Your church remodeling or new construction project has many steps that need to be completed. But every project, no matter how long it takes, has an ending! Let’s look at the last steps in a successful church building project and what you can expect to receive from your building contractor during this final phase.
Church Construction Closeout
Some people call this the walk-through (or punch list), but we prefer the word closeout. At the end of the construction process, it’s time to walk through your church building—inside and out—and list anything that’s not working properly, needs finishing, or needs attention before the project is over. Once each item is addressed, you can rest assured that you have a fully functional church building that’s ready for move-in.
Church Building Systems Training
Training is another important element in this final, closeout phase. Church leaders and selected attendees need to know how to use your new or remodeled church building. Your contractor should teach, for example, how to operate the HVAC system (every manufacturer is slightly different), how to program and remotely connect to the thermostat, and when and how to change filters.
One item we like to provide is an operational manual that details maintenance information for various devices like furnaces and kitchen appliances, light fixtures, and recommended lightbulbs. We even include the best way to clean your floors and how to maintain fixtures for long life and reliable functionality.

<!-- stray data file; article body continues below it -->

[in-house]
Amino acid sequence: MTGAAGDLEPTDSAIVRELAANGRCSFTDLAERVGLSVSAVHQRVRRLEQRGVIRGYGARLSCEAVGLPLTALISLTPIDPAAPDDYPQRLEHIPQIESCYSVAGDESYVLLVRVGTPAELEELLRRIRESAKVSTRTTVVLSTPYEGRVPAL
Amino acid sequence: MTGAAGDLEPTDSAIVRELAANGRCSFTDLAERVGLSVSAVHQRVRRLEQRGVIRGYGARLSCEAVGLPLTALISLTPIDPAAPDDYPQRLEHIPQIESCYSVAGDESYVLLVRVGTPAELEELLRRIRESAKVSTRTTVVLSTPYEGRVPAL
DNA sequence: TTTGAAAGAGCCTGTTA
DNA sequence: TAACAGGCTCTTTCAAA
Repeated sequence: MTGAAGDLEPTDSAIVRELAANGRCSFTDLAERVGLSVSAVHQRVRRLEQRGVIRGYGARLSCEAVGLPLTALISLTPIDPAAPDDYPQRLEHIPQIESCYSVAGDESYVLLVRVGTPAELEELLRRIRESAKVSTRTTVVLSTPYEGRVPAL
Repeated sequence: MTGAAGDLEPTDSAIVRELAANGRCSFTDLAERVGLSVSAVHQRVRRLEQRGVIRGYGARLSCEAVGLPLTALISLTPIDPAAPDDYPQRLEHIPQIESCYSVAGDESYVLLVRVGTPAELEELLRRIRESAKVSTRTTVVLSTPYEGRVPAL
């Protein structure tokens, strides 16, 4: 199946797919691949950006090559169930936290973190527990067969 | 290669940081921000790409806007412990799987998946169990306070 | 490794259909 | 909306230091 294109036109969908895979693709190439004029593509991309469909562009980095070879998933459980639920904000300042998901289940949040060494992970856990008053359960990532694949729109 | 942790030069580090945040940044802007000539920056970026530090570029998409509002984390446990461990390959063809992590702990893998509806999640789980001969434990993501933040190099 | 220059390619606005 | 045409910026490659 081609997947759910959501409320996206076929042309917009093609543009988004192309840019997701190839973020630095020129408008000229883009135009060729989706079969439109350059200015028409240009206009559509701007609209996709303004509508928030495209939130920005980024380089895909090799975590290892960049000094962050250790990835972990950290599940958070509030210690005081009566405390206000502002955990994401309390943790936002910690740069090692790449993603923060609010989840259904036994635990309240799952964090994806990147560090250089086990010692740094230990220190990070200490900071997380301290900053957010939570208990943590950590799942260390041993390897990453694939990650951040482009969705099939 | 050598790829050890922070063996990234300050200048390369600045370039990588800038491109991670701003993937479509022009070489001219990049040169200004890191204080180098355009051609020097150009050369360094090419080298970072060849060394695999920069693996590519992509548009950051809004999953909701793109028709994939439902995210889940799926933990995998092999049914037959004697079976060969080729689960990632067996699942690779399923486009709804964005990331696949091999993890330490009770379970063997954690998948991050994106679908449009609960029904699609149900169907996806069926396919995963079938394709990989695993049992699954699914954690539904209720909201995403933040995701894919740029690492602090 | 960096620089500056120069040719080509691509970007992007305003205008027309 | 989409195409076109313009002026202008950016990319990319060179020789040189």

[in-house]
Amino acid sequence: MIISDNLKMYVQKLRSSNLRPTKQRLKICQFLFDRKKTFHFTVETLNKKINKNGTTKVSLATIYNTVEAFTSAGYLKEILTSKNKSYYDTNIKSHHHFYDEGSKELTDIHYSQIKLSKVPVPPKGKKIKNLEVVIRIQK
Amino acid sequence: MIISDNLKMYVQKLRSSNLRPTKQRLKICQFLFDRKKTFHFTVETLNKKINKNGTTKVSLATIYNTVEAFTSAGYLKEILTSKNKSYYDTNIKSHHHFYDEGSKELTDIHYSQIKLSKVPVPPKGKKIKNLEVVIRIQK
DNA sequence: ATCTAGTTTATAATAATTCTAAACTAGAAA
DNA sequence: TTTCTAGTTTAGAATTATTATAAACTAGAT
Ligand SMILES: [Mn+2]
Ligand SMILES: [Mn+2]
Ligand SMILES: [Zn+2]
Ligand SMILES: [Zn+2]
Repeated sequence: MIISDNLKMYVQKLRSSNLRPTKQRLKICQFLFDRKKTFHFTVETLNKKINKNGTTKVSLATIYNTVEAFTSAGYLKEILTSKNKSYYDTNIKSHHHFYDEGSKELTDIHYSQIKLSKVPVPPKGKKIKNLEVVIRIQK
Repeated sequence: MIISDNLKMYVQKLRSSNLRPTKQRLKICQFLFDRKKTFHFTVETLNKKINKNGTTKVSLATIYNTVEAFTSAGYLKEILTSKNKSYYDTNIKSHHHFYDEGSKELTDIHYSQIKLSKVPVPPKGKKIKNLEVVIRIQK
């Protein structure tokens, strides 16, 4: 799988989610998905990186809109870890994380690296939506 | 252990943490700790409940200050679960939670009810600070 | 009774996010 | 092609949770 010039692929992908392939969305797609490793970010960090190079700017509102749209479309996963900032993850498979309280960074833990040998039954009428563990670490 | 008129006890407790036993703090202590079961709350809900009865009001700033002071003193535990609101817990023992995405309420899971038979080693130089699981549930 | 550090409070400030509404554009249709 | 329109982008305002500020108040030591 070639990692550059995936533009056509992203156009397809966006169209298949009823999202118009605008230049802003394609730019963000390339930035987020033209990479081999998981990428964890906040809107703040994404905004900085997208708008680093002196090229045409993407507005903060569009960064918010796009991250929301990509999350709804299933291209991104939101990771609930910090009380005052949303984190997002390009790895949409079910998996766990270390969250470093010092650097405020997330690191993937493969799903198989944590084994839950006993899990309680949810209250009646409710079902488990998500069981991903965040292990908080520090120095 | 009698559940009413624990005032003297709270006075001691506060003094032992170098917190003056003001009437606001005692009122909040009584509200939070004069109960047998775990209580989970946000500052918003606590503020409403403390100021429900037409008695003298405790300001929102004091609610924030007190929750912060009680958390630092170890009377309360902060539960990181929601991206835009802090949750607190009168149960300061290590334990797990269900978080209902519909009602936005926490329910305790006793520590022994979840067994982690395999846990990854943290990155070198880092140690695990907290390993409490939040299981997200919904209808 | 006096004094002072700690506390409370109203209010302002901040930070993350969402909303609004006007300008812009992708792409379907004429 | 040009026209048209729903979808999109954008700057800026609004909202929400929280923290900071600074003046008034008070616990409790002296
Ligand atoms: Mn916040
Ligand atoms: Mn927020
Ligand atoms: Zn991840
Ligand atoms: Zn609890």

Church Design Drawings and Building Warranties
In this closeout phase of a church building project is when church leaders should receive red line drawings and warranties. You should have warranties for your roof, flooring, and various appliances. You should also get final church design schematics for your records showing what was actually built. For example, a change during the church construction process will be redlined on your final set of drawings.
These drawings are also important for longer-term planning. You might not refer to them again after the closeout, but if the next generation of church leaders wants to add on or remodel your church building, the architect will need to know about your church building’s construction and the installation of things like pipes, ducts, and electrical and media wiring. The record drawings, which should be stored in a safe and well-labeled location, provide this information.
Whether you’re preparing a church design process or going through the challenges of a church building project, look forward to the closeout phase. To learn more about each aspect of a church design and construction project, sign up today for our free i3 webinars that share more information the entire church building process.